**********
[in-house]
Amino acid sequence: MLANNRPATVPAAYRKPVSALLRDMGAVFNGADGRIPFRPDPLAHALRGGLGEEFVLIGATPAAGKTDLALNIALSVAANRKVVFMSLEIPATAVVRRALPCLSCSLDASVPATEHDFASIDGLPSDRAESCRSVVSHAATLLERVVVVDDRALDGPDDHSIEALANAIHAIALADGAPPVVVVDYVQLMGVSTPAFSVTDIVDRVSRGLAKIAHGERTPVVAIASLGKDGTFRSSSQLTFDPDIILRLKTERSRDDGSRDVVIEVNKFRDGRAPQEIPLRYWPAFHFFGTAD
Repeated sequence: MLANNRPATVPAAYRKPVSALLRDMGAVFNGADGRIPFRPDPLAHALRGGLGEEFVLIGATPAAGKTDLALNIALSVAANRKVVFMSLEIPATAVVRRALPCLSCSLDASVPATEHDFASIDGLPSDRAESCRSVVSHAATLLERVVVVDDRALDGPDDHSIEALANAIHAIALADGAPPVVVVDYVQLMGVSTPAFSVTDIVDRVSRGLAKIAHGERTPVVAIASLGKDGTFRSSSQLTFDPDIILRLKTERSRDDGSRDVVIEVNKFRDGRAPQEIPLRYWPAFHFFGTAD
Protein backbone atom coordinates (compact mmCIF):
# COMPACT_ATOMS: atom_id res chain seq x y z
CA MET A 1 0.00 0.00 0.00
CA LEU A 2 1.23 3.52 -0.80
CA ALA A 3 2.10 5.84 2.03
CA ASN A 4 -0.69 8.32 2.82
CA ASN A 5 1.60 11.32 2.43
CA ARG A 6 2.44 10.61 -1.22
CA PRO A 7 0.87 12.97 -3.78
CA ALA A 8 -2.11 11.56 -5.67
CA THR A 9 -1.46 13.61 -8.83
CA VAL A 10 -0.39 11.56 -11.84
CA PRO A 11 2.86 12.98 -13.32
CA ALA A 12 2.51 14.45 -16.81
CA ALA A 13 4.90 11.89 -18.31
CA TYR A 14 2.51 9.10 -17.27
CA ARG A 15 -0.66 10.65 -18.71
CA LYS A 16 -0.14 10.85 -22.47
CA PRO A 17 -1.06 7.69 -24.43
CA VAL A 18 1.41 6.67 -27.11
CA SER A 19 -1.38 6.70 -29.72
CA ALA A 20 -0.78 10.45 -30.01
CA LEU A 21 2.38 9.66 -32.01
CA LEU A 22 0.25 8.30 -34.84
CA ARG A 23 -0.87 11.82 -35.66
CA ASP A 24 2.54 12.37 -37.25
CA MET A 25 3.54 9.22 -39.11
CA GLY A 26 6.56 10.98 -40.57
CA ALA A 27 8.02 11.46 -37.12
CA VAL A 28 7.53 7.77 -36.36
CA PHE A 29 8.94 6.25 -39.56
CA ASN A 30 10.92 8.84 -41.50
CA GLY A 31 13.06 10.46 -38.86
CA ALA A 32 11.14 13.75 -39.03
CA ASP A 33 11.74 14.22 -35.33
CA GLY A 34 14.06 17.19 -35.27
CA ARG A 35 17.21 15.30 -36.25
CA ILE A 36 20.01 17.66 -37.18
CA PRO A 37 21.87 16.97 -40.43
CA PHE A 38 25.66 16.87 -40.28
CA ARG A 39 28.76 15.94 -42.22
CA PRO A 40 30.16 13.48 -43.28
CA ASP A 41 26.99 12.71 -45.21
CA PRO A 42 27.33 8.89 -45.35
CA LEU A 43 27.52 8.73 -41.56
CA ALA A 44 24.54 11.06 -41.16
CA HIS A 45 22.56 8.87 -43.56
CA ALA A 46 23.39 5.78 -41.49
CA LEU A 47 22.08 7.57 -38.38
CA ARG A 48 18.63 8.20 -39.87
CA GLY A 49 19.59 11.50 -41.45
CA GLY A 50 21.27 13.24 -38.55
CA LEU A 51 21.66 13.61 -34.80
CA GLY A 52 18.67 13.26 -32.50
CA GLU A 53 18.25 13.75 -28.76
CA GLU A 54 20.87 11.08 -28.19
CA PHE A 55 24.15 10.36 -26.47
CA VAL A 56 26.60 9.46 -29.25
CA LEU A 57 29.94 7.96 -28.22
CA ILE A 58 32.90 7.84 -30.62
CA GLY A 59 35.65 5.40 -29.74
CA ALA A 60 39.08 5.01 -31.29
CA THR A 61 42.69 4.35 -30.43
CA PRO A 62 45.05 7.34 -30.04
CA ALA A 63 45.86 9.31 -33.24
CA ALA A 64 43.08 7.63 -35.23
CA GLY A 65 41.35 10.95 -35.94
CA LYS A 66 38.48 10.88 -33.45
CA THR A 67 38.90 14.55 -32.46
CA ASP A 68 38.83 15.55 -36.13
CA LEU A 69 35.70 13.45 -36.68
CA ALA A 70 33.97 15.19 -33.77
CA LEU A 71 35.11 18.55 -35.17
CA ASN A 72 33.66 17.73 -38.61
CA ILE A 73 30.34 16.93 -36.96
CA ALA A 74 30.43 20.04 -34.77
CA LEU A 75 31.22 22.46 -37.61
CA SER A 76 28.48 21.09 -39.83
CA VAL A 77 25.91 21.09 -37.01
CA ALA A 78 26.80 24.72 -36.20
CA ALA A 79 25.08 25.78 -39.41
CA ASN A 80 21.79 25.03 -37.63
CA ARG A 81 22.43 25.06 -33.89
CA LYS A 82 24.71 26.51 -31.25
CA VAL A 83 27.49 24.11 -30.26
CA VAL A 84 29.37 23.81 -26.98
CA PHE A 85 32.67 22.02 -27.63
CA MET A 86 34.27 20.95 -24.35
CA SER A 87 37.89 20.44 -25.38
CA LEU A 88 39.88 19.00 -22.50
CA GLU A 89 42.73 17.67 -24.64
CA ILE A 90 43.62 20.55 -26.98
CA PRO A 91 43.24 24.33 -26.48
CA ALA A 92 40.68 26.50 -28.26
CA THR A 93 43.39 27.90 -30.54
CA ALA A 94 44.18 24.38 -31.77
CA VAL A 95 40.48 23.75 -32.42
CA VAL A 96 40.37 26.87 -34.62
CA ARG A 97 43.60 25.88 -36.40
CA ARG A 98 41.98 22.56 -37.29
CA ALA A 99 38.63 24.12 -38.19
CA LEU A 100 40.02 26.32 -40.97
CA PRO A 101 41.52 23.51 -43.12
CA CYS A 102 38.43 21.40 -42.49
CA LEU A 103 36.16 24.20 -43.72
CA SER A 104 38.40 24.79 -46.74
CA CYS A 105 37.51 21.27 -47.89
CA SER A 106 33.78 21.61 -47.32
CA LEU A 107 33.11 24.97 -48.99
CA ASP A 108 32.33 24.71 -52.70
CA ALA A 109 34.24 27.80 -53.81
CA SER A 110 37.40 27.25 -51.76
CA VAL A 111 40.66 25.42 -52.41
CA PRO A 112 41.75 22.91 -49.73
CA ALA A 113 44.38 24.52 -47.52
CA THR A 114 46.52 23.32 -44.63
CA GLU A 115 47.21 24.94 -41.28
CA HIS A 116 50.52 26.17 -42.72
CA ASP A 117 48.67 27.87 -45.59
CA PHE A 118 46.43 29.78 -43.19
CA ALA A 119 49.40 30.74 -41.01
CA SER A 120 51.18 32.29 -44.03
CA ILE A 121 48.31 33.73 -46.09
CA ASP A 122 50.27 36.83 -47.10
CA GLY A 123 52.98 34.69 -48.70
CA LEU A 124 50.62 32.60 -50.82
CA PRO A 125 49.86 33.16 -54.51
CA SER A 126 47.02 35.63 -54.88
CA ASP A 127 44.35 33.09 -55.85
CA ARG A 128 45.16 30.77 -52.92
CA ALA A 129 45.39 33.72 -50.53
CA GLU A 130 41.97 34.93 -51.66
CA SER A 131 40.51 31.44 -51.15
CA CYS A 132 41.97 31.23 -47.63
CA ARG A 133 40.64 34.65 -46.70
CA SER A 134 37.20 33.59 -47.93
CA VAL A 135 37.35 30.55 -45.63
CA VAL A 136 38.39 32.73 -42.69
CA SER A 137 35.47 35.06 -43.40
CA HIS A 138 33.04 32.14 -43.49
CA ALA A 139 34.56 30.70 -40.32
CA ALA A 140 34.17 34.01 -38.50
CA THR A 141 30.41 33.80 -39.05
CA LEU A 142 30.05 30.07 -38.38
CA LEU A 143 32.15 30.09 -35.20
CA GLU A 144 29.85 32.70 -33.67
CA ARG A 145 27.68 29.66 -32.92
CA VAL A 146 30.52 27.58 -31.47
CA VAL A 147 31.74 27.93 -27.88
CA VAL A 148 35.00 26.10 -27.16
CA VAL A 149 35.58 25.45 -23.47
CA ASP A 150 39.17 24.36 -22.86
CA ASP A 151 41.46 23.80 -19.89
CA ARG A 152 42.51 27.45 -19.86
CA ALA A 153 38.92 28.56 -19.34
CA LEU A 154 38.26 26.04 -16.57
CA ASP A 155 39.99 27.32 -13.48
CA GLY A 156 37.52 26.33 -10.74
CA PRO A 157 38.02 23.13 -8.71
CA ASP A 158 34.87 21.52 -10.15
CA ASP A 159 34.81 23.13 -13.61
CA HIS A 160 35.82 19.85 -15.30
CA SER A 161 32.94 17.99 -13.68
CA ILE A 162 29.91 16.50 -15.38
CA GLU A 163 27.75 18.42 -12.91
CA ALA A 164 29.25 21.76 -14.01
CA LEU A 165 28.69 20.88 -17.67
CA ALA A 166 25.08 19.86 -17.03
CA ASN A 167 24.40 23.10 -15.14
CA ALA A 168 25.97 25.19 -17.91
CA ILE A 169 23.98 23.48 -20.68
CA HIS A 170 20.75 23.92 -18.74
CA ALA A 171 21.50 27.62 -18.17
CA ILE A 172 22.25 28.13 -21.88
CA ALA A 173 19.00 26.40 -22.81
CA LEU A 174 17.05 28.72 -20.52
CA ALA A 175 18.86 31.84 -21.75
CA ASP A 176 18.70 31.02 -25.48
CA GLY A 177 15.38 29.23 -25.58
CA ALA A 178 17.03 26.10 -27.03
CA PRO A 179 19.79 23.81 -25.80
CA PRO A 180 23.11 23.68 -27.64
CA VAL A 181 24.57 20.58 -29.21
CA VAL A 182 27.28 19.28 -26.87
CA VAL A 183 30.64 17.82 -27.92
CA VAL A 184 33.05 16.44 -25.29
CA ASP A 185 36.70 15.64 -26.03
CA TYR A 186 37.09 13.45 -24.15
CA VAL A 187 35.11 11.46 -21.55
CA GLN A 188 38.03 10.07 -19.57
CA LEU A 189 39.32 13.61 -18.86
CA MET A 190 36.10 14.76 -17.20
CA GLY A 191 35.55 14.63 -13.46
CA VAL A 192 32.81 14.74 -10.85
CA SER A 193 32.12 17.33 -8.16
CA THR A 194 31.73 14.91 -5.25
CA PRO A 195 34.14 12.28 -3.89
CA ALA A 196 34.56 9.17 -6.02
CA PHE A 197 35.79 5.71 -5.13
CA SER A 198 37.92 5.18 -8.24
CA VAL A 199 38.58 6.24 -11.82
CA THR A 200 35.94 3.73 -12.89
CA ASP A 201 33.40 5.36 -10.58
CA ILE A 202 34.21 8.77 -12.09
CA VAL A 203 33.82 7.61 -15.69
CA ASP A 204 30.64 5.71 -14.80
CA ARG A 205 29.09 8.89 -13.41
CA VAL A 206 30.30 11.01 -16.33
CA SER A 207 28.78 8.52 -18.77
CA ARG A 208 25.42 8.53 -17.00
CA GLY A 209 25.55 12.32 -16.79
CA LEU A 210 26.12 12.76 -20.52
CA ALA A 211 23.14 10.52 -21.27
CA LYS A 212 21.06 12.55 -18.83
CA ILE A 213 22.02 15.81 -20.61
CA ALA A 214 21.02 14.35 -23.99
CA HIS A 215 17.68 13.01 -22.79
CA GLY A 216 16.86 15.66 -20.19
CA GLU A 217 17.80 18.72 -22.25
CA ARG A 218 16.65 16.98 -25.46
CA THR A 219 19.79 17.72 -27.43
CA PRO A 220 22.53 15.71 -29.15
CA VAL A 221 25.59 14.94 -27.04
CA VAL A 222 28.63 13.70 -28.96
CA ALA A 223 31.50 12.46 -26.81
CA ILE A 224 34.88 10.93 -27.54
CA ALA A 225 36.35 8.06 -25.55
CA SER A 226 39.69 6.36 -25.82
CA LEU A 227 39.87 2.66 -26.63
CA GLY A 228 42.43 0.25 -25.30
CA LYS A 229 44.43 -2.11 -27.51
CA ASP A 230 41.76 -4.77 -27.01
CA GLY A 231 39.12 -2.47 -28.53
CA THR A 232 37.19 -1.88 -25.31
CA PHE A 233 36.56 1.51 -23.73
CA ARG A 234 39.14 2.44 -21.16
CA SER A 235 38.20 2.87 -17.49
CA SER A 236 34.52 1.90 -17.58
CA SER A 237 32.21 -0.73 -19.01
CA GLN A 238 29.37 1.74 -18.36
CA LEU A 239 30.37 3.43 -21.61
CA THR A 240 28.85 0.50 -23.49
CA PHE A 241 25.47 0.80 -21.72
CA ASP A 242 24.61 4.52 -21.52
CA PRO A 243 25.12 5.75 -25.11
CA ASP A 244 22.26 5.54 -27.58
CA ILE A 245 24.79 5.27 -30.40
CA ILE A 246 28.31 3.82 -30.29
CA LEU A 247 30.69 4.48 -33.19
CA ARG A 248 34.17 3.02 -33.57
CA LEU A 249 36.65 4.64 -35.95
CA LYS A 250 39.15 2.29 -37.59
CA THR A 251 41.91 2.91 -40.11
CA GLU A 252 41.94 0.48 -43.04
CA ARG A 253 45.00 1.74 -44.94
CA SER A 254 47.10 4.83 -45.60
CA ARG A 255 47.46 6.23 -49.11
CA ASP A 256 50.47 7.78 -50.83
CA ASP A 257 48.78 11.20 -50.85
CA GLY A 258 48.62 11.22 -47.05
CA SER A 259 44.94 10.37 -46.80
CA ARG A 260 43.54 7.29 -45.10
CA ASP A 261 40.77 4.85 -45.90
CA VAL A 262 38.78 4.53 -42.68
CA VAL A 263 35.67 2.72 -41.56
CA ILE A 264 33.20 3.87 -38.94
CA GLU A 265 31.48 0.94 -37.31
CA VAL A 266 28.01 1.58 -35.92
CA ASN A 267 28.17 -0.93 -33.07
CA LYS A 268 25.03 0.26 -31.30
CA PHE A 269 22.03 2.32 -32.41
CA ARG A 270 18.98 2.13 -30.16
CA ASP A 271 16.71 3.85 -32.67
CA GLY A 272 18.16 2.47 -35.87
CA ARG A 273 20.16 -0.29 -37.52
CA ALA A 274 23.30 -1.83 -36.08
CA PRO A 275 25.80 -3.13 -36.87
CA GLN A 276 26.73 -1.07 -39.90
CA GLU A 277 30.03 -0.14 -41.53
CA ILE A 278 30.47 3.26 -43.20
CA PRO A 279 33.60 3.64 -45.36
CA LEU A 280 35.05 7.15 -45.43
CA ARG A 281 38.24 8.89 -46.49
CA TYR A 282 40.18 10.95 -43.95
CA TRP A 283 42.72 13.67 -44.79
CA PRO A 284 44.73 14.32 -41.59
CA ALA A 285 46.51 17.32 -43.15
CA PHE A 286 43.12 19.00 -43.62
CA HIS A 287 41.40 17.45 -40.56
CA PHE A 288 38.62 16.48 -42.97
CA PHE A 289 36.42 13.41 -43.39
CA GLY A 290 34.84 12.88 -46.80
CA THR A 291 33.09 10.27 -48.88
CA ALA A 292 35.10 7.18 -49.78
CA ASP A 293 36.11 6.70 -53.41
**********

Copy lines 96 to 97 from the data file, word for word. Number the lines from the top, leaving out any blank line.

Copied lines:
CA PRO A 91 43.24 24.33 -26.48
CA ALA A 92 40.68 26.50 -28.26